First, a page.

TALLAHASSEE — Evidence that regional job-creation boards have spent some $600,000 on food and drink and contracted to do business with their own members has led to a bill that would set ethics standards for the 24 panels.
The measure (SB 1646) won unanimous approval Friday from the Transportation and Economic Development Appropriations Committee.
It would prohibit board members and their relatives from doing business with their own boards. It also would bar them from spending state or federal dollars for food, beverage and entertainment for board members and employees.
County commissioners in the area served by the board would have to approve the hiring of executive directors.
Sally Hill, spokeswoman for the Suncoast Workforce Board, said the agency would have no comment on the pending legislation. Steve Mixson, the board’s chairman, referred questions to Hill.
The proposal has drawn sharp criticism from some of those executive directors in e-mails cited by Sen. Mike Fasano, the committee’s chairman.
“It seems as though we must have hit a nerve because some of these executive directors, not all of them, but a few of the 24 that exist out there, are not happy about our bill, so we must be doing something right,” the New Port Richey Republican said after the meeting.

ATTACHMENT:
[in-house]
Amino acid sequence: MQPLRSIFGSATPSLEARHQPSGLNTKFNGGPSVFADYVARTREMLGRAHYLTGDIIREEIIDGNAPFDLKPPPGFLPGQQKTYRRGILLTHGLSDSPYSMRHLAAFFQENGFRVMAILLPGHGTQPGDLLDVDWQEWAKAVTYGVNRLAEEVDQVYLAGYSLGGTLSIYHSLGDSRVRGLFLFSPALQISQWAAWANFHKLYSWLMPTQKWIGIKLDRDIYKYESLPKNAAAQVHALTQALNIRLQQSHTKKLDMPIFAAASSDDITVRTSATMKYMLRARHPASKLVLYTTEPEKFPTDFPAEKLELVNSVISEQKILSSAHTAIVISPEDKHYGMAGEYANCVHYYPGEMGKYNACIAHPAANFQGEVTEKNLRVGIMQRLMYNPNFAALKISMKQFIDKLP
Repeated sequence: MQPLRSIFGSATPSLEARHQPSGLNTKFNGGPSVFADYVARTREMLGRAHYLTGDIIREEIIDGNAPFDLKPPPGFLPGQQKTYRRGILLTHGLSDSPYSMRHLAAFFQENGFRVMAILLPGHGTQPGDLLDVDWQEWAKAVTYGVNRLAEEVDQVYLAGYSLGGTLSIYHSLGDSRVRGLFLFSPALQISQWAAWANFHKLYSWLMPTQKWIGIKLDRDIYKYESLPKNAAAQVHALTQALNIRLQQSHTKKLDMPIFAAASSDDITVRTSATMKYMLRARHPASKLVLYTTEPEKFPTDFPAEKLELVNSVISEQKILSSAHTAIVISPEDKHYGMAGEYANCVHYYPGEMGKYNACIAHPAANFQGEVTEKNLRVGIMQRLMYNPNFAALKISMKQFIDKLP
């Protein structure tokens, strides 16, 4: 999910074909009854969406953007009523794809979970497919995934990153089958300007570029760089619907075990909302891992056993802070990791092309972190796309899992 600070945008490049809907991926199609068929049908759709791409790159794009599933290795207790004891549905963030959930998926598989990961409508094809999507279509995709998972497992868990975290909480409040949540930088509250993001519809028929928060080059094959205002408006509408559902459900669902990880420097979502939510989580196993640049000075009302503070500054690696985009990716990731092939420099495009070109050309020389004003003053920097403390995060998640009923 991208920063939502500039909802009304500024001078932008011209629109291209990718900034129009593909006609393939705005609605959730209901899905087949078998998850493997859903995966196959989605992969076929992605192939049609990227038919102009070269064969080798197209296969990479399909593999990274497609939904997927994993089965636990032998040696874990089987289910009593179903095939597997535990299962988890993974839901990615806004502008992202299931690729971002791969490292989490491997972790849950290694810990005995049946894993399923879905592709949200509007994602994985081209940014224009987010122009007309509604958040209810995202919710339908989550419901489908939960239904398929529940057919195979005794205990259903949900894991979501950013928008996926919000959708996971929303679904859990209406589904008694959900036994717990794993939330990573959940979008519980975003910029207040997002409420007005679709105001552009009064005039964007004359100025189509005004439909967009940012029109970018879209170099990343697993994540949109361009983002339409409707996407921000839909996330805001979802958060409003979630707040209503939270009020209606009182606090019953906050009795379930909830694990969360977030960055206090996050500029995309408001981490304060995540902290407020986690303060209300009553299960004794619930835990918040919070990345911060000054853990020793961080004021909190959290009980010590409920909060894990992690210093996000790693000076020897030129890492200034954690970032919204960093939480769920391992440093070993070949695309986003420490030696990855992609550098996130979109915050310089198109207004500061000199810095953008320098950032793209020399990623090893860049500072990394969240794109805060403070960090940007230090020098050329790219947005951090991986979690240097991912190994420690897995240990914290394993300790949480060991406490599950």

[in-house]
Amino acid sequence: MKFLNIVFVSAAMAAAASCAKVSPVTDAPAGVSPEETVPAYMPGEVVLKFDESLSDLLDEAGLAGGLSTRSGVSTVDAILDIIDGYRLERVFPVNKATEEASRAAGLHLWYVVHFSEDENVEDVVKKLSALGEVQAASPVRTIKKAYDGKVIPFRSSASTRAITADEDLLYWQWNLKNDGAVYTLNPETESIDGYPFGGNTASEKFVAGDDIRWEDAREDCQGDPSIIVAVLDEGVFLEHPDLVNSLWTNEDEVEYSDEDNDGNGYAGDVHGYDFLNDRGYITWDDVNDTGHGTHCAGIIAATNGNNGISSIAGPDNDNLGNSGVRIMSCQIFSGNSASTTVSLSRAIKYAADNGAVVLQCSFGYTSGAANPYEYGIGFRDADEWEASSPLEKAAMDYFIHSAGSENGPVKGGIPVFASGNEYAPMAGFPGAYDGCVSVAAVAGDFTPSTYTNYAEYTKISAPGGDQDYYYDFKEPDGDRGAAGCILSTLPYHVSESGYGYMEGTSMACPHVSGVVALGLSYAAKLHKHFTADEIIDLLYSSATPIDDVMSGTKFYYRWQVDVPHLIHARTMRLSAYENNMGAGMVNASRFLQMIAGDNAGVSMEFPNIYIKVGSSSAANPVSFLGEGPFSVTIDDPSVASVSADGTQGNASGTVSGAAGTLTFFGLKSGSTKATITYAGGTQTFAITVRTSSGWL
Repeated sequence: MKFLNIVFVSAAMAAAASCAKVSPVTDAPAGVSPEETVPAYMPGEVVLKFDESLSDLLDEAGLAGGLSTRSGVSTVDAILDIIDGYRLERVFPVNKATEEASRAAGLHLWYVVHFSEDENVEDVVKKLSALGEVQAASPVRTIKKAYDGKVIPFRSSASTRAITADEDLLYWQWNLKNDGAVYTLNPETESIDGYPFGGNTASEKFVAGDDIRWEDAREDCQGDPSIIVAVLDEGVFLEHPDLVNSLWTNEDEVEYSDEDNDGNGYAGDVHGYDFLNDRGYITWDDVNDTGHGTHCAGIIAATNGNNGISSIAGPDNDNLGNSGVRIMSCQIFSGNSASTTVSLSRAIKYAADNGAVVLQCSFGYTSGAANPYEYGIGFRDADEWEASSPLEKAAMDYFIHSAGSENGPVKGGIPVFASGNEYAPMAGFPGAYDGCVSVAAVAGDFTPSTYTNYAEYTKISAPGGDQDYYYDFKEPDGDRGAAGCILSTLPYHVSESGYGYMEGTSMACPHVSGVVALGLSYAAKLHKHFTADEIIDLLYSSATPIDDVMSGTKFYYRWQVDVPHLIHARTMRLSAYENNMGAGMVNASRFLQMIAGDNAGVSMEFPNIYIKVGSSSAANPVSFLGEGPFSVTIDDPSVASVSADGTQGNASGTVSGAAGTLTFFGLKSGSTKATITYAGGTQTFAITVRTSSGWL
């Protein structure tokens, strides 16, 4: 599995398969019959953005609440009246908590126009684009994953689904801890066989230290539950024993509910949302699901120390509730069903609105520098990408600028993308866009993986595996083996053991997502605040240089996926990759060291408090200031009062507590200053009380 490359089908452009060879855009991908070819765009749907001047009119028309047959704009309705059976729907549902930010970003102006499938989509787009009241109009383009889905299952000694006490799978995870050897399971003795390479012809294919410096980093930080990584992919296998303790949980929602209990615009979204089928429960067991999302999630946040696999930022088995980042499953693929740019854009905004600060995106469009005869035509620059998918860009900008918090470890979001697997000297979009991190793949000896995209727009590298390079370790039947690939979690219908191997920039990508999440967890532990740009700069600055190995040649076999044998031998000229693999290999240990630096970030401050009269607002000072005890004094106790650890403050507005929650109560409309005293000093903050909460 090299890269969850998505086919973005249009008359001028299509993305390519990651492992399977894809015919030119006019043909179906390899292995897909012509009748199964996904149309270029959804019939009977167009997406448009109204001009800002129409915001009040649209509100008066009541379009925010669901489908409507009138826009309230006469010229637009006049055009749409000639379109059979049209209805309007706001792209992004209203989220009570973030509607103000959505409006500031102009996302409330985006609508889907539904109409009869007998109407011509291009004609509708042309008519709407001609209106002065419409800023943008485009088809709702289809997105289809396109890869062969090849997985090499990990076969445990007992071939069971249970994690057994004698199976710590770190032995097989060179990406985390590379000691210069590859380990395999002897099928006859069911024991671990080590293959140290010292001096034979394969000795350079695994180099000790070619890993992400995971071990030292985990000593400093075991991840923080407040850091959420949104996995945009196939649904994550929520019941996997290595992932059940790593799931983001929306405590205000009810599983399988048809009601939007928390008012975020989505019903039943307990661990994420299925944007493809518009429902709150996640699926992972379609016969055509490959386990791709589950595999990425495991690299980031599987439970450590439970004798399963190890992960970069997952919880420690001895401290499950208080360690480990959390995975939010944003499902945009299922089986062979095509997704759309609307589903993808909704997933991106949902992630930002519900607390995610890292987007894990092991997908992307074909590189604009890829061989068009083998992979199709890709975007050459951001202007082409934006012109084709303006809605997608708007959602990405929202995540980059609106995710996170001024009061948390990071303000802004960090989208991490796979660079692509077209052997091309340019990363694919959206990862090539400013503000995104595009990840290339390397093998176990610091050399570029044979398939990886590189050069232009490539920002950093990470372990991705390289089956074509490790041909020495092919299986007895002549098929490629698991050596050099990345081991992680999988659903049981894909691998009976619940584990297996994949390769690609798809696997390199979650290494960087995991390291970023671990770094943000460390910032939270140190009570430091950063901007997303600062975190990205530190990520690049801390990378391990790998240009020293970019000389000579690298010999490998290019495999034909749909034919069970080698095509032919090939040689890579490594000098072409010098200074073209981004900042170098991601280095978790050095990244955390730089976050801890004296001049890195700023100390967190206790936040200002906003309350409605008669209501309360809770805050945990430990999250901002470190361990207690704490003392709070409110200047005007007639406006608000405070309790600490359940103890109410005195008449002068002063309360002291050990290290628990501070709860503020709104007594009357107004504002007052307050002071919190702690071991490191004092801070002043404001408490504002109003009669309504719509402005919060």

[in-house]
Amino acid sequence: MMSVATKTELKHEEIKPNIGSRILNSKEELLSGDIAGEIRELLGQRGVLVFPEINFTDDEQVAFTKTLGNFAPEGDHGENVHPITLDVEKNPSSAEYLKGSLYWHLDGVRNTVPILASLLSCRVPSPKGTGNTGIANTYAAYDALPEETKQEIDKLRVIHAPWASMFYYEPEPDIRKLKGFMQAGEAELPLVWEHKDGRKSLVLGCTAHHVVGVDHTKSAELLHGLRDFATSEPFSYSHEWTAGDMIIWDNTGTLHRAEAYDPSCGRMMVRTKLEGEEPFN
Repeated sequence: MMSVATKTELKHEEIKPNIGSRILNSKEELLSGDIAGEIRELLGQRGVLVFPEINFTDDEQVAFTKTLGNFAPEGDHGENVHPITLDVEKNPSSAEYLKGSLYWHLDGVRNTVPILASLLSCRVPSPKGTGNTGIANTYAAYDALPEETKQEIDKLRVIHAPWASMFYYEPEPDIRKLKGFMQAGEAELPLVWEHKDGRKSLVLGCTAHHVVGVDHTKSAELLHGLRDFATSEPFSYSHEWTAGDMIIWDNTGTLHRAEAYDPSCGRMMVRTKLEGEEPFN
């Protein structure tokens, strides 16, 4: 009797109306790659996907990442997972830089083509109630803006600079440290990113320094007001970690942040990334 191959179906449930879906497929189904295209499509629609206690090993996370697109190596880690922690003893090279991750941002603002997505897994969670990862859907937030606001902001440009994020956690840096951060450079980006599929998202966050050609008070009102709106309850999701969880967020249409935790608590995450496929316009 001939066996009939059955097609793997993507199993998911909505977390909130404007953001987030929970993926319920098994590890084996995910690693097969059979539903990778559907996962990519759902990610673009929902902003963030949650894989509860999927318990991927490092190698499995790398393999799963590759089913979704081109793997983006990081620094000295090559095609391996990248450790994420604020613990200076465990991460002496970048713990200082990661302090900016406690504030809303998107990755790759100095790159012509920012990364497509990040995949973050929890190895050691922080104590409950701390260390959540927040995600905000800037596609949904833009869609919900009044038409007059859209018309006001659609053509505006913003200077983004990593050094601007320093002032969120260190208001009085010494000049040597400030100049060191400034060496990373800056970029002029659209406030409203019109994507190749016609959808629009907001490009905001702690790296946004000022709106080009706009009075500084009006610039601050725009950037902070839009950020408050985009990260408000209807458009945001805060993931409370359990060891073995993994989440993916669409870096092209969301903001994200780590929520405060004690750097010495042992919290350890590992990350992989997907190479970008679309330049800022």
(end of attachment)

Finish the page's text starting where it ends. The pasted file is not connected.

The bill next goes to the Senate Ways and Means Committee before a floor vote and doesn’t have a House companion. It also doesn’t have the backing of Fasano’s House counterpart, Rep. Rich Glorioso, R-Plant City.
Glorioso has said he supports more oversight of the boards but thinks the Senate bill may go too far because it may be difficult to find business people in rural areas to serve on the panels if they cannot contract with them.
The bill includes an exception to the ban on doing business with a board member or relative for public and nonprofit entities if those contracts are approved by a two-thirds vote of the board. The member seeking the contract would have to abstain from that vote.
Cynthia Lorenzo, director of the Agency for Workforce Innovation, told the panel the ban on spending federal dollars for food and drink may run into a conflict with federal law, which permits “necessary and allowable expenses,” a much looser standard.
Lorenzo’s agency, which is in effect Florida’s labor department, conducted an inspector general’s investigation following allegations of misuse of funds by the Tampa Bay Workforce Alliance.
That investigation identified more than $100,000 in improper or questionable spending on food, drink and entertainment, including restaurant meals of more than $30 per person.
Fasano said the statewide figure for food and drink has been put at $600,000 or more. Some examples of boards doing business with their members also have turned up, but Fasano asked Lorenzo to find out how many of those contracts exist statewide.